Sunday 20 September 2015

Review: Maze Runner - The Scorch Trials (second-pass)

World of Blackout Film Review

Maze Runner: The Scorch Trials Poster

Maze Runner: The Scorch Trials (4DX / second-pass / SPOILERS)
Cert: 12A / 131 mins / Dir. Wes Ball / Trailer
WoB Rating: 6/7

As I've already seen this movie recently, and as I thoroughly enjoyed it once again but find myself with little add to my previous words, I'm going to use this review to ask flippant-sounding but genuine plot-based questions (the answers to which could well be in the film, but that I've therefore missed twice), and to talk about the film's 4DX enhancement. Spoilers follow, obviously…

• Right, how come if the base the which escaped Gladers are taken to also holds the inhabitants of other mazes, none of these mazes are visible from the WCKD headquarters at the end of the first film when they view their own from the helicopter? Surely it would be more practical to have them all arranged in a circle with the controlling HQ in the centre?

• If, out of all the young inhabitants, Aris is said to have been there the longest (which is about a week), why would all the experiments end at the same time? The events of The Maze Runner couldn't have occurred in the other mazes by virtue of the fact that Thomas wasn't a regular participant in The Glade. If Aris has indeed only been there a week, how come when he later meets his former maze-mates, they've been able to not only escape the base, but find and join resistance group The Right Arm, and become fully trustworthy, gun-carrying members? And since his former associates are female, was Aris's maze mixed-sex, or was he a rogue-male dropped in at the end of the program?
(Although again, 'rogue-female' Teresa wasn't a regular subject for The Glade, so we shouldn't assume that's a standard part of the experiment. Leaving a bunch of mixed-sex teenagers to their own devices in an otherwise secluded woodland area doesn't sound like the most productive way to cure a virus, but hey - I'm not a scientist)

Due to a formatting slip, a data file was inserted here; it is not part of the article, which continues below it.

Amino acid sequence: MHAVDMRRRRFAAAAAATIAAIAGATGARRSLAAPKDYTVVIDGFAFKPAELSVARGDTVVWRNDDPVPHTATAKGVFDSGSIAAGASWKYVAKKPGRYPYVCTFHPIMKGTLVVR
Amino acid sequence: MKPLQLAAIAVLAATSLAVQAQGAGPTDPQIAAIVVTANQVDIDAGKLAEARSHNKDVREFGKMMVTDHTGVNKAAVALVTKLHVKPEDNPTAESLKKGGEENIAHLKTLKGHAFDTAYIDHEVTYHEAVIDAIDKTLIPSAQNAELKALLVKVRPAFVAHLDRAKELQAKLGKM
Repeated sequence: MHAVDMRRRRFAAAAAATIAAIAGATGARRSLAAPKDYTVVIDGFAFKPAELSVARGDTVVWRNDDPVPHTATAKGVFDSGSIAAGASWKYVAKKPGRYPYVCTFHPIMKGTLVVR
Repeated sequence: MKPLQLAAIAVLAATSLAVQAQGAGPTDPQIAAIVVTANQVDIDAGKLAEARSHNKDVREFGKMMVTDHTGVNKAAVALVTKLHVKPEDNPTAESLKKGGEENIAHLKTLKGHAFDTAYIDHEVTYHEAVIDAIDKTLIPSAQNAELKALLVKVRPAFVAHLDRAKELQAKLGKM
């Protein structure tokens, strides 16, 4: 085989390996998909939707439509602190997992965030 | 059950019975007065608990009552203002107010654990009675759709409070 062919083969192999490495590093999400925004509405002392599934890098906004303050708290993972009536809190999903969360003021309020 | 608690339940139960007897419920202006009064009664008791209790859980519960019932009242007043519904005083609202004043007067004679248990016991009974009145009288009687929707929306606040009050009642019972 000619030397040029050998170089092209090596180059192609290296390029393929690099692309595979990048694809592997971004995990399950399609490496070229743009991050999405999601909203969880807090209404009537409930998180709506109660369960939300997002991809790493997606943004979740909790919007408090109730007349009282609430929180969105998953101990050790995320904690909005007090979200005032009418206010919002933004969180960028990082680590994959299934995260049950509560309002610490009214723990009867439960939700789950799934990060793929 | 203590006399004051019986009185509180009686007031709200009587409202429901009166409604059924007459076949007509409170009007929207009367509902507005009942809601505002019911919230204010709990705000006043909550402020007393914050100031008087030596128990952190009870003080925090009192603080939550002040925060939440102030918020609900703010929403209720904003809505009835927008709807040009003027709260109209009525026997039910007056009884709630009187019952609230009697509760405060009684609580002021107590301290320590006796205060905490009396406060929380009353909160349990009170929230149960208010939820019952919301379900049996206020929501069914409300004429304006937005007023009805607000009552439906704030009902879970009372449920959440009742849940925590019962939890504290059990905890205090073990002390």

• How come when The Gladers finally escape, no-one in Janson's group thinks of checking the spacious, abandoned shopping-mall which is literally within-sight of the base? Sure, it's full of zombies, but that's when Janson and his chums could just wait for the kids to be flushed out, surely?

• And most importantly, how come Janson selects each day's lucky volunteers by reading just their first-names from a list? On the first day he calls "Peter" and one kid stands up. The next day he calls "David" and one stands up. There are two Daves in my office alone, and only nine people work in there...

Never mind, I'm sure all those questions (and more) will be answered with the next movie, right? Oh. Anyway, the real talking point of the day was the enhancement of the film's presentation, in the only 4DX screen in the UK (the only one in Western Europe, in fact). 4DX is an in-theatre entertainment system incorporating individual seats (in banks of four) which sway, vibrate and have individually selectable 'pressure' pads, all of which features are activated by the film's corresponding action-track in the control booth to simulate the sensation of fight-scenes, car rides, helicopter rotors etc. Additionally, air-jets by the viewer's head and legs simulate gunfire and close motion movements, a fine water-spray can be used during rain/storms, odour emitters can be activated to accompany scenes where smells would be prevalent (eg coffee, rain, gardens etc), smoke-machines at the front of the cinema enhance scenes of dust or fog, and single-flash strobe-lights in the ceiling are activated during the moments of lightning or explosions.

Sounds distracting? It is. Sorry, guys. The jury's still out on the long-term potential verdict, but the friends I was with each had their own gripes and grumbles (many of which overlapped) and while I'm open to it in principle, I don't actually think it's quite right for the Maze Runner sequel. Similar to the D-Box system (which is seat-movements only), the extra-sensory enhancements are programmed by the 4DX company in Korea rather than the film studios themselves, and while they're meticulously matched to the action on-screen, the system is only ever going to be a bolt-on extra to the film you're watching.